During the first mediation session the mediator attempts to resolve concerns around issues that are identified by both parents. If there are issues of control and intimidation, mediators need to be alert to signs of family violence. If there are issues of difficulties around visitation and reluctance on the part of the children to visit the non-custodial parent, PAS may be indicated. Perhaps the aligned parent doesn't want to share and doesn't really want to support a loving relationship between the child and the other parent. Mediators can look for signs that the parents are not able to give up control or put the child’s needs before their own. Aligned parents usually have well-articulated reasons why they sincerely believe that the rejected parent is a poor parent. Their reasons supporting the children’s failure to visit often appear to be very reasonable (Vestal, 1999.)

The following are examples of denigrating remarks that mediators should look for:

  • He never feeds her. She's always hungry when she comes home from visits.
  • She has a red bottom. I don't think he changes her diaper frequently.
  • My child doesn't want to visit.
  • I can't make her talk on the phone to her mom.
  • These visits interfere with other social/sporting events.
  • It isn't good for the baby to be away from me overnight.
  • He wasn't involved with the kids at home so I don't think he really wants to take care of them now. He just wants to hurt me.
  • My child shouldn't have to associate with her new boyfriend.
  • My child is always upset after visits; crying, talking back.
  • See, the visits aren't good for him. He needs more time to adjust.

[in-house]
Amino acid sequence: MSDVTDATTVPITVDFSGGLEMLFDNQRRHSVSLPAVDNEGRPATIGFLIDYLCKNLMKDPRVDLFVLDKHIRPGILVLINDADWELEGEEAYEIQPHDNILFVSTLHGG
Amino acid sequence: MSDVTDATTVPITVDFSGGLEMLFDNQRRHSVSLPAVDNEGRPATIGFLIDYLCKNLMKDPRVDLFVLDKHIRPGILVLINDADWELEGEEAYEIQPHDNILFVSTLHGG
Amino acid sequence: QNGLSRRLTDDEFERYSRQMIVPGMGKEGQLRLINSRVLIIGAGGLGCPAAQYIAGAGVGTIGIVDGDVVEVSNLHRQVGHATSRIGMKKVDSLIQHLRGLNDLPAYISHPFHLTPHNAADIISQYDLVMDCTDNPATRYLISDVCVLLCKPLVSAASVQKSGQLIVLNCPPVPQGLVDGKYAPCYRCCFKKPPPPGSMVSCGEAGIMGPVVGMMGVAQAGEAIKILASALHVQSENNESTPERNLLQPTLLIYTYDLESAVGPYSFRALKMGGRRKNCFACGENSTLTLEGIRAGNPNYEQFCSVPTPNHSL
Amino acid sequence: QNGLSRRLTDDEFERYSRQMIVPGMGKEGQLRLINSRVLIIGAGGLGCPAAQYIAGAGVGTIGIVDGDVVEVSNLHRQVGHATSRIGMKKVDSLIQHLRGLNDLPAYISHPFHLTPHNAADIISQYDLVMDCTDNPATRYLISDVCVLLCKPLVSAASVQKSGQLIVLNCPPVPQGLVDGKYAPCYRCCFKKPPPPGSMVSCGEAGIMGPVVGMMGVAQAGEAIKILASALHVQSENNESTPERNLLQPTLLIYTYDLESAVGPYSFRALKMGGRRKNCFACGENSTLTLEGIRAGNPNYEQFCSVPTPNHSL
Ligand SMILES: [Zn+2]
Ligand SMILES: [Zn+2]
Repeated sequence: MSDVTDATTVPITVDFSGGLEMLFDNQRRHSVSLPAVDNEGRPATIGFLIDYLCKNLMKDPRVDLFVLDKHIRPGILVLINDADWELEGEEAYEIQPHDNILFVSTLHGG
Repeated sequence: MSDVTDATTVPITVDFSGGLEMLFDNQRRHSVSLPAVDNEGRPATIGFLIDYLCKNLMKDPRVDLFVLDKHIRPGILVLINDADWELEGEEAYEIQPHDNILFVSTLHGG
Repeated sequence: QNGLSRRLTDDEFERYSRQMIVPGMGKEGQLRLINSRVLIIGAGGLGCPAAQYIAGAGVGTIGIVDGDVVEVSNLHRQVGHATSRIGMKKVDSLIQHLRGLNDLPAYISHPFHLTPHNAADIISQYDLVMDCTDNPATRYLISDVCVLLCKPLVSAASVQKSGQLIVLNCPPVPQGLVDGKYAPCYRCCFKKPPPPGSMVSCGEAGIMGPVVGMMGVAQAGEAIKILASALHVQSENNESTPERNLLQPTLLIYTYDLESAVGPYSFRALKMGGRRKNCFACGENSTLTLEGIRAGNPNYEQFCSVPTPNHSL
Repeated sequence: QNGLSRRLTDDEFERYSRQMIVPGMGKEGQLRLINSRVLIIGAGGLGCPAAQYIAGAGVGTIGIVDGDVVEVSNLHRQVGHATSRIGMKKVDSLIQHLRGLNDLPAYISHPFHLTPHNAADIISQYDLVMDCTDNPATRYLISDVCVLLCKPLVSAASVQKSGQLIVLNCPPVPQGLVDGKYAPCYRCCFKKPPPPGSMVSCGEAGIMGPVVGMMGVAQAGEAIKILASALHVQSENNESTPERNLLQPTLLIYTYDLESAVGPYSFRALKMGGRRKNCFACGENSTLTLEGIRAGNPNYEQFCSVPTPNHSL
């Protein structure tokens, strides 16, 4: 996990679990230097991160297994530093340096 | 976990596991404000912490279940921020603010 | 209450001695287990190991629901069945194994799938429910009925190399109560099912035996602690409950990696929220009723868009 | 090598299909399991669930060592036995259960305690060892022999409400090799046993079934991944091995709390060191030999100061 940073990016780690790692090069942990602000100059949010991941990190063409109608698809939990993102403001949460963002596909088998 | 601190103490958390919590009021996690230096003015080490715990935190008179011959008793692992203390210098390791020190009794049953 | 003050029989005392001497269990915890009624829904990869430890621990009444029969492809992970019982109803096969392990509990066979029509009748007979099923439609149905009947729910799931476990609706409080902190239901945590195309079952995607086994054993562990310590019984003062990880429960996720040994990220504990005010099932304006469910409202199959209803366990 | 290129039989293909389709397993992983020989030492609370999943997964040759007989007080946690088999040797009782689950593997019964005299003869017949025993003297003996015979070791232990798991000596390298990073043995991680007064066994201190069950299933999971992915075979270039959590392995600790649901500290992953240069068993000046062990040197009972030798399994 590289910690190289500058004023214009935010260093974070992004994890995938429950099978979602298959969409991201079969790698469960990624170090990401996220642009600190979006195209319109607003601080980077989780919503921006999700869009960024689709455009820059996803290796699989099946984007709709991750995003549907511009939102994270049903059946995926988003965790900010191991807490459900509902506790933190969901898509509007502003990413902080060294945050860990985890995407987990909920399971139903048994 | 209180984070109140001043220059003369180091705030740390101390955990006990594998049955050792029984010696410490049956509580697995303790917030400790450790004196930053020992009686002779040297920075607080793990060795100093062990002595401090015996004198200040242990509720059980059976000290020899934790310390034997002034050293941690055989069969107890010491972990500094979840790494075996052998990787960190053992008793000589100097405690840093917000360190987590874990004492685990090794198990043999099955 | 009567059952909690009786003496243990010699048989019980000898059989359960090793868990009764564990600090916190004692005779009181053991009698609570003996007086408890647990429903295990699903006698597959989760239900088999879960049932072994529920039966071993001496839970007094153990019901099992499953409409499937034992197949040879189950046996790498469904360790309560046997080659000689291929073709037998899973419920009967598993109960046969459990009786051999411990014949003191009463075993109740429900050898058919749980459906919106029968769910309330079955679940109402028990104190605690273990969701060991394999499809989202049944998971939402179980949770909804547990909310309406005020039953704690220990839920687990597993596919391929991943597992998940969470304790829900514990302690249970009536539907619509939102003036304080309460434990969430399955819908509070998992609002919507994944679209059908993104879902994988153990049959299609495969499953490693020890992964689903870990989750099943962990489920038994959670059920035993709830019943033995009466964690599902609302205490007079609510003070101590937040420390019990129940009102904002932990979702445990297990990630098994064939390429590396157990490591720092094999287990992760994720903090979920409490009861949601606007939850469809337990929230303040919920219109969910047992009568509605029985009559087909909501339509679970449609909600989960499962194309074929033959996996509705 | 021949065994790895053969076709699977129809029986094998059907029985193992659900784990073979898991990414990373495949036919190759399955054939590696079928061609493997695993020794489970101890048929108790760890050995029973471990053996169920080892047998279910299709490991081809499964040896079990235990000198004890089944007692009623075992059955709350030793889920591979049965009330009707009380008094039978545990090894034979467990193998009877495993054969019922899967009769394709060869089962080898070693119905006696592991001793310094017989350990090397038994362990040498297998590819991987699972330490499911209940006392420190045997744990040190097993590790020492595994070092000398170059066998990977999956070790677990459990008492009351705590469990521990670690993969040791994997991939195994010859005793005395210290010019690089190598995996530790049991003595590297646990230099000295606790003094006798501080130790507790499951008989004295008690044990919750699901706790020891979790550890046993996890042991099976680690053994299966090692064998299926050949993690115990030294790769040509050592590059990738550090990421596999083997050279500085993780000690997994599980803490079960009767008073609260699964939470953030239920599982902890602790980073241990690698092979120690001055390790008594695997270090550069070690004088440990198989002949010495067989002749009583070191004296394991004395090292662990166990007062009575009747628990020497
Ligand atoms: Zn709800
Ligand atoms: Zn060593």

These remarks and indicators should alert the trained mediator to the possibility of parental alienation. However, the presence of one or two remarks such as those listed above certainly would not certify the existence of PAS. Other factors need to be present, such as those outlined by Gardner (1992) shown in Table 1 on the following page.

Table 1 Common Characteristics of Children with Parental Alienation Syndrome

PAS Trait Description of Behavior
A campaign of denigration The child is obsessed with "hatred" of a parent. This denigration by the child often has the quality of a litany
Weak, frivolous, or absurd rationalizations for the deprecation The child provides irrational and often ludicrous justifications for not wanting to be near the hated parent
Lack of ambivalence All human relationships, including parent-child relationships, are ambivalent. In PAS the children have no mixed feelings. The hated parent is all bad and the loved parent is all good.
The "independent thinker" phenomenon Many children proudly state that their decision to reject the other parent is completely their own; they deny any contribution by the custodial parent.
Reflexive support of the loved parent in parental conflict Commonly the children will accept as 100 percent valid the allegations of the loved parent against the hated one, even after seeing evidence that the loved parent was lying.
Absence of guilt The child shows total disregard for the hated parent's feelings.
The presence of borrowed scenarios There is a rehearsed quality to the scenarios and they often use language or phrases that are not commonly used by the child.